να, θεν δικέρωτ', νέμων συρίγμαθ' έντα·
νεκα παντς χεις κόσμου σφραγδα τυπτιν.

For the origin and completion are both in your care,   15
The cause of the blooming of all things, with your resonant lyre you command the axis of the heavens,
Placing all in harmony, by which, indeed, you advance to the lowest pitch,
Elsewhere to the highest, at times playing in the Dorian mode,
Tempering all the poles you keep the tribes of living creatures distinct,
You have mingled harmony into the share of all mortal men,   20
Giving each an equal measure of winter and summer,
The highest three strings in the winter, the lowest in the summer,
The Dorian mode produces the lovely and blooming spring,
Thereupon the mortals celebrate and call you lord and
Pan, the two-horned God who sends the whistling winds,   25
Wherefore you form and bear the seal of the entire Kózmos.

The Neoplatonist Thomas Taylor, comments on this section of the hymn:

"Gesner well observes, in his notes to this Hymn, that the comparison and conjunction of the musical and astronomical elements are most ancient; being derived from Orpheus (ed. Orphéfs; Gr. Ὀρφεύς) and Pythagoras (Pythagóras; ed. Gr. Πυθαγόρας), to Plato (ed. Plátohn; Gr. Πλάτων). Now, according to the Orphic and Pythagoric doctrine, the lyre of Apollo is an image of the celestial harmony, or the melody caused by the orderly revolutions of the celestial spheres. But I cannot believe that Orpheus and Pythagoras considered this harmony as attended with sensible sounds, according to the vulgar acceptation of the word: for it is surely more rational to suppose, that they meant nothing more by the music of the spheres, than their harmonical proportions to each other. Indeed these wise men, to whom metaphors were familiar, may be easily conceived by vulgar sound and vulgar harmony to insinuate internal sound, and harmony subsisting in its origin and cause. Hence we may consider the souls of the celestial spheres, together with the soul of the world, as composing the choir of the nine Muses (ed. Mousai; Gr. Μοῦσαι) (who are called by the Platonists nine Syrens [ed. Seirínæs; Gr. Σειρῆνες]) and dancing in numerical order round Apollo the sun of the intellectual world. But these nine Muses are far different from the marine Syrens of the poets who, resident as it were in the sea of material delights, draw us aside by their alluring melody, from the paths of rectitude. For these are divine Syrens inviting us to the proper end of our nature; and forming from the eight tones of the eight spheres, one perfect and everlasting harmony.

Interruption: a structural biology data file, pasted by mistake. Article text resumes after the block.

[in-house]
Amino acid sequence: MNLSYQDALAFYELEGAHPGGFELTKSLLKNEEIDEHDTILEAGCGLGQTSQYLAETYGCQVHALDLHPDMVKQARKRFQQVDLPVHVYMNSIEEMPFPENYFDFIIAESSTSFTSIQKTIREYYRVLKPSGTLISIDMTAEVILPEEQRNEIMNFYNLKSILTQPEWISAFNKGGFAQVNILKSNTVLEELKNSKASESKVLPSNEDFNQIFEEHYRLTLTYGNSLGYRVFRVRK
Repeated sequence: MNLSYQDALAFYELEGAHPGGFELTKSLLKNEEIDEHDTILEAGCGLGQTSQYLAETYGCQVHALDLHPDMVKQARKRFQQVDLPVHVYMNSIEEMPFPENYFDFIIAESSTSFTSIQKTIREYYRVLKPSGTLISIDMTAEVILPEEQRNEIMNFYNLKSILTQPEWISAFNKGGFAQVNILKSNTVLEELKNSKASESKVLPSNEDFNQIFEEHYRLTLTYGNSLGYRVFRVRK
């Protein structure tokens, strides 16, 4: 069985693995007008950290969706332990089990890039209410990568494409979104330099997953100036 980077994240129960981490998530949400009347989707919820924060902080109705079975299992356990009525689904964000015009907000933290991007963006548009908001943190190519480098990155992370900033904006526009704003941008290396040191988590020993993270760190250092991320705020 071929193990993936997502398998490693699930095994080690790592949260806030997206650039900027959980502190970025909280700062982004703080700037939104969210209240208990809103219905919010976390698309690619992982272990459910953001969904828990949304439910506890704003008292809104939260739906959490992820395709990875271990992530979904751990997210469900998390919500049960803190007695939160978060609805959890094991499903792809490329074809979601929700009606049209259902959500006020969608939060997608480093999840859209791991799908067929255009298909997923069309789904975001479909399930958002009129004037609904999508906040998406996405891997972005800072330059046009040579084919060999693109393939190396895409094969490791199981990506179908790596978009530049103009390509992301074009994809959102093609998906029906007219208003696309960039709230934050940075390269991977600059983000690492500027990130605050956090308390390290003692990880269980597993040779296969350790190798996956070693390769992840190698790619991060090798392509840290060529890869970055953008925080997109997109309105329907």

"The following quotation from the Platonic Nichomachus (ed. Nikhómakhos; Gr. Νικόμαχος), Harm. i. p. 6. illustrates the meaning of the Hypate (ed. Ypáti; Gr. Ὑπάτη) and Nete (ed. Næáti; Gr. Νεάτη), or the highest and lowest string. From the motion of Saturn (ed. Krόnos; Gr. Κρόνος), (says he) 

'The most remote of the planets, the appellation of the gravest sound, Hypate, is derived: but from the lunar motion, which is the lowest of all, the most acute sound is called νεάτη, Nete, or the lowest.' 

But Gesner observes, that a more ancient, and as it were archetypal appellation, is derived from the ancient triangular lyre, a copy of which was found among the pictures lately dug out of the ruins of Herculaneum; where the highest chord next to the chin of the musicians is the longest, and consequently (says he) the sound is the most grave. Gesner proceeds in observing, that the three seasons of the year are so compared together in a musical ratio, that Hypate signifies the Winter, Nete the Summer, and the Dorian measure represents the intermediate seasons, Spring and Autumn. Now the reason why the Dorian melody is assigned to the Spring, is because that measure wholly consists in temperament and moderation, as we learn from Plut. de Mus. p. 1136. E. and consequently is with great propriety attributed to the Spring, considered as placed between Summer and Winter; and gratefully tempering the fervent heat of the one, and the intense cold of the other." [7]

The lýra of Orphéfs

"...and one may see among the stars the Lyre, its arms spread apart in heaven, with which in time gone by Orpheus charmed all that his music reached, making his way even to the ghosts of the dead and causing the decrees of hell to yield to his song. Wherefore it has honour in heaven and power to match its origin: then it drew in its train forests and rocks; now it leads the stars after it and makes off with the vast orb of the revolving sky." [8]

"Next, with the rising of the (ed. constellation) Lyre, there floats forth from Ocean the shape of the tortoise-shell, which under the fingers of its heir gave forth sound only after death; once with it did Orpheus, Oeagrus' son, impart sleep to waves, feeling to rocks, hearing to trees, tears to Pluto, and finally a limit to death. Hence will come endowments of song and tuneful strings, hence pipes of different shapes which prattle melodiously, and whatever is moved to utterance by touch of hand or force of breath. The child of the Lyre will sing beguiling songs at the banquet, his voice adding mellowness to the wine and holding the night in thrall. Indeed, even when harassed by cares, he will rehearse some secret strain, tuning his voice to a stealthy hum; and, left to himself, he will ever burst into song which can charm no ears but his own. Such are the ordinances of the lyre..." [9] 

The above quotations from the ancient astrologer Marcus Manilius refer to the constellation Lýra and its effects in the affairs of the world. This grouping of stars was given this name by the astronomer Klávdios Ptolæmaios (Ptolemy; Gr. Κλαύδιος Πτολεμαῖος); he named the constellation after the famous singer and mystic of our religion, Orphéfs (Orpheus; Gr. Ὀρφεύς). The great Thæológos (Theologus; Gr. Θεολόγος), as he is known, was given a lýra by Apóllohn [10] ; therefore, the lyre of Orphéfs is the lyre of Apóllohn. The conception of the lyre of Apóllohn above us in the heavens brings to mind other celestial ideas associated with the power of music and the mystical kithára, now associated with Orphéfs, the Apollonian soul who most exemplified his father. 

We have a note from a scholiast on Virgil which talks of the lyre of Orphéfs: